Black and Yellow Mud Dauber (Sceliphron caementarium) like all sphecids are more closely related to bees than to the vespid wasps. They are solitary insects that build nests out of mud in sheltered locations, frequently on man-made structures. These nests are not aggressively defended, and stings are rare. Mud daubers make use of spiders to provision their cells. The black and yellow mud dauber’s nest is comprised of a series of cylindrical cells that are plastered over to form a smooth nest that may attain nearly the size of a human fist. After building a cell, the female wasp captures several spiders. The captured prey are stung and paralyzed before being placed in the nest, and then a single egg is deposited on the prey within each cell. The wasp then seals the cell with mud. After finishing a series of cells, she leaves and does not return. Eventually, the hatching larva will eat the prey and emerge from the nest. A common species of cuckoo wasp, Chrysis angolensis, is frequently a cleptoparasite in Sceliphron nests, and is only one of many different insects that parasitize these mud daubers.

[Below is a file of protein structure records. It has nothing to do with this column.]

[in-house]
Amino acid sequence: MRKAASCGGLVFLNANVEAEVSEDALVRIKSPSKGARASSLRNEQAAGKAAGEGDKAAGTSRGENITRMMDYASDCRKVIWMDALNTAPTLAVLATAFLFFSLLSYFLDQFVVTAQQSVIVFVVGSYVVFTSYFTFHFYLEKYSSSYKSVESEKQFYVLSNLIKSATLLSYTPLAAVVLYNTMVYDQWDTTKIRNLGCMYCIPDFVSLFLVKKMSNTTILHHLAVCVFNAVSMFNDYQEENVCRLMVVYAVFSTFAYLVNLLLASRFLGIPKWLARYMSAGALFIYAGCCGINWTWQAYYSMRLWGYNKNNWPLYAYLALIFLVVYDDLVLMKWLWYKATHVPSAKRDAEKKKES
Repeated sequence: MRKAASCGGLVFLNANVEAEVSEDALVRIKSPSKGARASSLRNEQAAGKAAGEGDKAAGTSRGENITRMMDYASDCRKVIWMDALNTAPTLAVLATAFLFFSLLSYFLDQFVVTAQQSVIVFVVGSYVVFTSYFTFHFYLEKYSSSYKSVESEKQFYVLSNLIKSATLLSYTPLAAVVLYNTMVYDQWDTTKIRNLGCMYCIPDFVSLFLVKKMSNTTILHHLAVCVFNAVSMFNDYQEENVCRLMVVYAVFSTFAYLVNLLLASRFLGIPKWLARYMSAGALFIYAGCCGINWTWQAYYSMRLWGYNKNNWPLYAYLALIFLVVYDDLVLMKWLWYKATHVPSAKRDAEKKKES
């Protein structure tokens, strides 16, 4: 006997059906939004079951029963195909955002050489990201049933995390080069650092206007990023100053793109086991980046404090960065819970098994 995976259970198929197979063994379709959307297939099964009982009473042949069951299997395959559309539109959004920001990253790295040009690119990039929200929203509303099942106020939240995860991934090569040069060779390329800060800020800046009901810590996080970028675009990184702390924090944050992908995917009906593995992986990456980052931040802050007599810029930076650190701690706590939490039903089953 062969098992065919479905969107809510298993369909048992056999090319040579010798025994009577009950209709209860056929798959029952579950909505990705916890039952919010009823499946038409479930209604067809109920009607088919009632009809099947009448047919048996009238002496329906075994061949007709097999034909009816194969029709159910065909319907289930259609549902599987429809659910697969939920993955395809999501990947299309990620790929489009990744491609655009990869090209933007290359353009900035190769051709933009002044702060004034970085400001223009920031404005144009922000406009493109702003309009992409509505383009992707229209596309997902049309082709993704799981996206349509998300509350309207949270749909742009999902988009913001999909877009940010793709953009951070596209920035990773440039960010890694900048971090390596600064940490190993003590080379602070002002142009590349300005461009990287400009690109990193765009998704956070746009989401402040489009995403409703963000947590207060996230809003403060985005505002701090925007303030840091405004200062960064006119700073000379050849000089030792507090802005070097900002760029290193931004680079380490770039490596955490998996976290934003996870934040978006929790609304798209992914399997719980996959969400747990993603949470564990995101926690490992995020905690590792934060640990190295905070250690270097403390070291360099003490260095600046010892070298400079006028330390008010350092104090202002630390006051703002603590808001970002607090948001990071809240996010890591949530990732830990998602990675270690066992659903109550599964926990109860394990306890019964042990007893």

7 thoughts on “Black and Yellow Mud Dauber”
Very cool macro.
I love to see insects like this.
All of your work looks very professional.
Dear Forest Wander,
Thanks for your wonderful comment, I wish to become like a professional. You have a vast collection of fantastic photographs at your site ForestWander Nature Photography. I was unable to find a place to leave comments over there. Glade creek Gristmill photograph was superb. You really have a heaven out there.
I see that you are holding on to the 40D tag here.
Oh ok, the EXIF shows 40d so this must be the old one.
Yes Shiva they are from my 40D collection. I was sorting out 40D files and could not forget to post these.
A portion of this pic seems overexposed. So it is a bit distracting. Otherwise nice write up 🙂
Thanks for dropping by and commenting on Black and Yellow Mud Dauber. I agree the highlight of the Grey granite nearer to the lens was distracting. I did not manipulate the photo, otherwise simple graduated filter using Adobe Lightroom would have masked that granite.